Another adaptation, and somewhat of the same kind, is the following:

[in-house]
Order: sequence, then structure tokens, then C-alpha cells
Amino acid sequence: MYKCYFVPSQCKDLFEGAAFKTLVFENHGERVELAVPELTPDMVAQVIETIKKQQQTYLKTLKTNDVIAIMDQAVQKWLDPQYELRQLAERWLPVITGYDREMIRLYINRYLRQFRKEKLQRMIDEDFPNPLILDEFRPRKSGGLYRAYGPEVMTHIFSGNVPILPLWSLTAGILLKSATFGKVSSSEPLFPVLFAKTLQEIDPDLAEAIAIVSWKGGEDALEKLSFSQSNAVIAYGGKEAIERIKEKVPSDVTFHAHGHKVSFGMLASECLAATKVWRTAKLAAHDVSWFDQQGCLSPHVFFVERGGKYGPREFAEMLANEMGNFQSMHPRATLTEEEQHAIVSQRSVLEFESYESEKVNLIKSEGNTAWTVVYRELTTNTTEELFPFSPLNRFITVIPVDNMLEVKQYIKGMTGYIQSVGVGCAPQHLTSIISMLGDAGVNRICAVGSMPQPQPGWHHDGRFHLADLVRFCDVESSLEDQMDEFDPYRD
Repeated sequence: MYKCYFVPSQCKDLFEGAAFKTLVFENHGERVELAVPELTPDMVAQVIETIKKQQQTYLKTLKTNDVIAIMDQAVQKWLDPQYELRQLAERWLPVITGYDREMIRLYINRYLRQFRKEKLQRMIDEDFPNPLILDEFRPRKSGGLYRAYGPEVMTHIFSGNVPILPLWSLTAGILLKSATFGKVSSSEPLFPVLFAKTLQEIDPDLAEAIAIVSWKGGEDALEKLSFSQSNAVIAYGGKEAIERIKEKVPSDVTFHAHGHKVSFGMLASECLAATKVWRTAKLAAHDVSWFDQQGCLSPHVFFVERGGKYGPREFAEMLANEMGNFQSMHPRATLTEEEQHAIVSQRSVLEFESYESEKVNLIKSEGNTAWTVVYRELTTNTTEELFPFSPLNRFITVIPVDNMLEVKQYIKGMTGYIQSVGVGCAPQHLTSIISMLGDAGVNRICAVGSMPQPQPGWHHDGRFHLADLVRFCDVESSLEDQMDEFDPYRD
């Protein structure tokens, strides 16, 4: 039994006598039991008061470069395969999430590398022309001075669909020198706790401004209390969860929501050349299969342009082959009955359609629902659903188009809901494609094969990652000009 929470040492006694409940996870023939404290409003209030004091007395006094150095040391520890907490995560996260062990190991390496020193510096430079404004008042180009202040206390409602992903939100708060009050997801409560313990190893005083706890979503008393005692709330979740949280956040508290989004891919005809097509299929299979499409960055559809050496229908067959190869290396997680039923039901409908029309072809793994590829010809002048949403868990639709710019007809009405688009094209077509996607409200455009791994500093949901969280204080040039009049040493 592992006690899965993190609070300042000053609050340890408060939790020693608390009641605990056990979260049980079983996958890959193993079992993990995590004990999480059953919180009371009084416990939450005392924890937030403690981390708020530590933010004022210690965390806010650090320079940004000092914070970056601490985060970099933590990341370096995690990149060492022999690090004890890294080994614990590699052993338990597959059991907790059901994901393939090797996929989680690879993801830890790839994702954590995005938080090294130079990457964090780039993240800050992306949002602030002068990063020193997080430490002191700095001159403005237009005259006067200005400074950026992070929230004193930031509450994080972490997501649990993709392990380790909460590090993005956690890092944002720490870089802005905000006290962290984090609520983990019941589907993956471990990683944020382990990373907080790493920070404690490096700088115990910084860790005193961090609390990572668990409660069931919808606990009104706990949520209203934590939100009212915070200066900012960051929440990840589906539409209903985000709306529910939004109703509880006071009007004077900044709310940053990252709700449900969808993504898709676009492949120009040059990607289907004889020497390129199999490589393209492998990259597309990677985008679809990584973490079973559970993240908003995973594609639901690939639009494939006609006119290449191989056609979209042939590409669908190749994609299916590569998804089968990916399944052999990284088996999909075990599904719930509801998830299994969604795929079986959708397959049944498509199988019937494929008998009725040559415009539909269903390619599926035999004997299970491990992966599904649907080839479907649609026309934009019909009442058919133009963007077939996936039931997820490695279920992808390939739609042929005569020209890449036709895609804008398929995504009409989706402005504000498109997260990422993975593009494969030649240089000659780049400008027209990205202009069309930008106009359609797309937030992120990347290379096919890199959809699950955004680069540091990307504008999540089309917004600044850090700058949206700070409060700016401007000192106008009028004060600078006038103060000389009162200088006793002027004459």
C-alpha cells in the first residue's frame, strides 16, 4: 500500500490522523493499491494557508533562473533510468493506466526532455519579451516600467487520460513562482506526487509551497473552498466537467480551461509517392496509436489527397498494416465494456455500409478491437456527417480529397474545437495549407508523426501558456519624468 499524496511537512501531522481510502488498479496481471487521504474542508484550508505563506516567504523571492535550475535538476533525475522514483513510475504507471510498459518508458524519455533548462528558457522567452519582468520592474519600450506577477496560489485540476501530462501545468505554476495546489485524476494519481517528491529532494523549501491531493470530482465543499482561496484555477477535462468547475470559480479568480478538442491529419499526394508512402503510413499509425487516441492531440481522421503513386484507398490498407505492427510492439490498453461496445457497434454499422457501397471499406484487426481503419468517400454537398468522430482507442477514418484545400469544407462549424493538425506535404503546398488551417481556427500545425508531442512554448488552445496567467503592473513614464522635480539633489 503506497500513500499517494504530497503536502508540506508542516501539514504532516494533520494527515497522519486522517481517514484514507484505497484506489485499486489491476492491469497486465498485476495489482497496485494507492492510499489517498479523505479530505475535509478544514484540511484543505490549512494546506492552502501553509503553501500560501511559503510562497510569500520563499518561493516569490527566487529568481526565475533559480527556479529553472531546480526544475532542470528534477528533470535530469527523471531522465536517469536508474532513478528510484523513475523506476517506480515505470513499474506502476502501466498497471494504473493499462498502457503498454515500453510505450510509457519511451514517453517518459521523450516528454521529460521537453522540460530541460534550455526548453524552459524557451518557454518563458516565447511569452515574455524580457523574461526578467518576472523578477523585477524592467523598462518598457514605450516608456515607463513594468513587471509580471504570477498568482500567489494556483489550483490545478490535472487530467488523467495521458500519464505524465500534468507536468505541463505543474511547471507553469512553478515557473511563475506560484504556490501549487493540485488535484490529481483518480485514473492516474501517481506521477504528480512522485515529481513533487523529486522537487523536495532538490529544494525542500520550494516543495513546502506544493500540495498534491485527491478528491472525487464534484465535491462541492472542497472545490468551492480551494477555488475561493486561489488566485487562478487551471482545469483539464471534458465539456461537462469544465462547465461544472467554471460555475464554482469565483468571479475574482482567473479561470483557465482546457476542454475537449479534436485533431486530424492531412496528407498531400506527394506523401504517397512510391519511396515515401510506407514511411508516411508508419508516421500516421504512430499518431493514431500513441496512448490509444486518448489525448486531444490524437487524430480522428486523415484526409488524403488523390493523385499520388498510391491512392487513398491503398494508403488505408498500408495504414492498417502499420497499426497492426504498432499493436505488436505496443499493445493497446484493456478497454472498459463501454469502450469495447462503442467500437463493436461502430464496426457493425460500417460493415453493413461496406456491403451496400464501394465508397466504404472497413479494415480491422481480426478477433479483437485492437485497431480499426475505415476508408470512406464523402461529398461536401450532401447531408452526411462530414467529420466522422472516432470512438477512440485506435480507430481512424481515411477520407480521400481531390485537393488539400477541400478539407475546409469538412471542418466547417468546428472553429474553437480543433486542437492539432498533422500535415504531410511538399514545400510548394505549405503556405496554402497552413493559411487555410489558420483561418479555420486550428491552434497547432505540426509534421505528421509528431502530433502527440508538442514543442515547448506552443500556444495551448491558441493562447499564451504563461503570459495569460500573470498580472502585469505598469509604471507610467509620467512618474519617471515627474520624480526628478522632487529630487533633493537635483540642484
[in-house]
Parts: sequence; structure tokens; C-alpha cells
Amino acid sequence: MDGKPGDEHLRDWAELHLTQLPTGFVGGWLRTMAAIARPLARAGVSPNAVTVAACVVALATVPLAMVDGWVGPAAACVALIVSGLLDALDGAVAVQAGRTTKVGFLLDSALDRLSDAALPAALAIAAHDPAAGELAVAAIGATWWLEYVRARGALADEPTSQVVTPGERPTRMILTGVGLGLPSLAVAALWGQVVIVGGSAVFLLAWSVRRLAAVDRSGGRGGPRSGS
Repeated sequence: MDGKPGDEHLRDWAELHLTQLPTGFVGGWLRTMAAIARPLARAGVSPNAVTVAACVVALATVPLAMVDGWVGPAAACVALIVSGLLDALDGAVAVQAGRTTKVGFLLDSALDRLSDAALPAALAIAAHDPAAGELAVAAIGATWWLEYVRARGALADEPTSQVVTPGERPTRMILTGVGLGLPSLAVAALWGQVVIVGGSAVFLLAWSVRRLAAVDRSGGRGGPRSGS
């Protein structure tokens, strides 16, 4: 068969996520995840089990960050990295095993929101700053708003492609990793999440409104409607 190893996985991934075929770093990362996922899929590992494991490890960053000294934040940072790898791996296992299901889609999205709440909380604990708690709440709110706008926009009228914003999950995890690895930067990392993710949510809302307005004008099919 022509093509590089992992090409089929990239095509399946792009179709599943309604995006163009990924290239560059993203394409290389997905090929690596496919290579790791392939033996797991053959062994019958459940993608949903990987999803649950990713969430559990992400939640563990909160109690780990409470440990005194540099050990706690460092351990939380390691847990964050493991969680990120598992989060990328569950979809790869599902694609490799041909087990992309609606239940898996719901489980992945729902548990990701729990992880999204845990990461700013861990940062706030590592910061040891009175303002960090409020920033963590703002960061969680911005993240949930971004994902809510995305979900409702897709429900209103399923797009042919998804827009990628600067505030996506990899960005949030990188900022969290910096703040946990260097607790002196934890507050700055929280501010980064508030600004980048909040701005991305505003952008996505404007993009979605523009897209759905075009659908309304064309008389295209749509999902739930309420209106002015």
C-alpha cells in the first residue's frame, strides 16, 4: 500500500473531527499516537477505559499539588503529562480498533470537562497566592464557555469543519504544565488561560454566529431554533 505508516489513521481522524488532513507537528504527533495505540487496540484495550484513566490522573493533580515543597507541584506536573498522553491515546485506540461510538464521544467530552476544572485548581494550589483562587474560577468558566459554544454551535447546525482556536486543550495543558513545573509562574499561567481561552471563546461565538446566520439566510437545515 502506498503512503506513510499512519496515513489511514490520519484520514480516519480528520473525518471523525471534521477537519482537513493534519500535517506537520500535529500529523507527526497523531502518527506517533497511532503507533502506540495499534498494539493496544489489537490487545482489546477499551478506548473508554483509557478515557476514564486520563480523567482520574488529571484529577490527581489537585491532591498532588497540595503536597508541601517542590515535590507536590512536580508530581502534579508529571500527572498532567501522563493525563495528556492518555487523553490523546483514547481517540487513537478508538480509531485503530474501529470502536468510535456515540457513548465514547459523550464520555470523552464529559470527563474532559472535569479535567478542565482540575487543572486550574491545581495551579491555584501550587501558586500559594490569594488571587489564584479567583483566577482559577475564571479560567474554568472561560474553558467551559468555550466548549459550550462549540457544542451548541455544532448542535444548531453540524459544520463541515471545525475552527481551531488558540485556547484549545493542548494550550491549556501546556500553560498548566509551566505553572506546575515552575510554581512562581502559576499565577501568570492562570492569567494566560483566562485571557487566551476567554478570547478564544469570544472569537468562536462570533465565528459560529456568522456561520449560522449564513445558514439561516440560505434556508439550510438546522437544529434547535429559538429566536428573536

2. The Jews, we know, were very numerous at Rome, and probably formed a principal part amongst the new converts; so much so, that the Christians seem to have been known at Rome rather as a denomination of Jews, than as any thing else. In an epistle, consequently, to the Roman believers, the point to be endeavoured after by St. Paul was, to reconcile the Jewish converts to the opinion, that the Gentiles were admitted by God to a parity of religious situation with themselves, and that without their being bound by the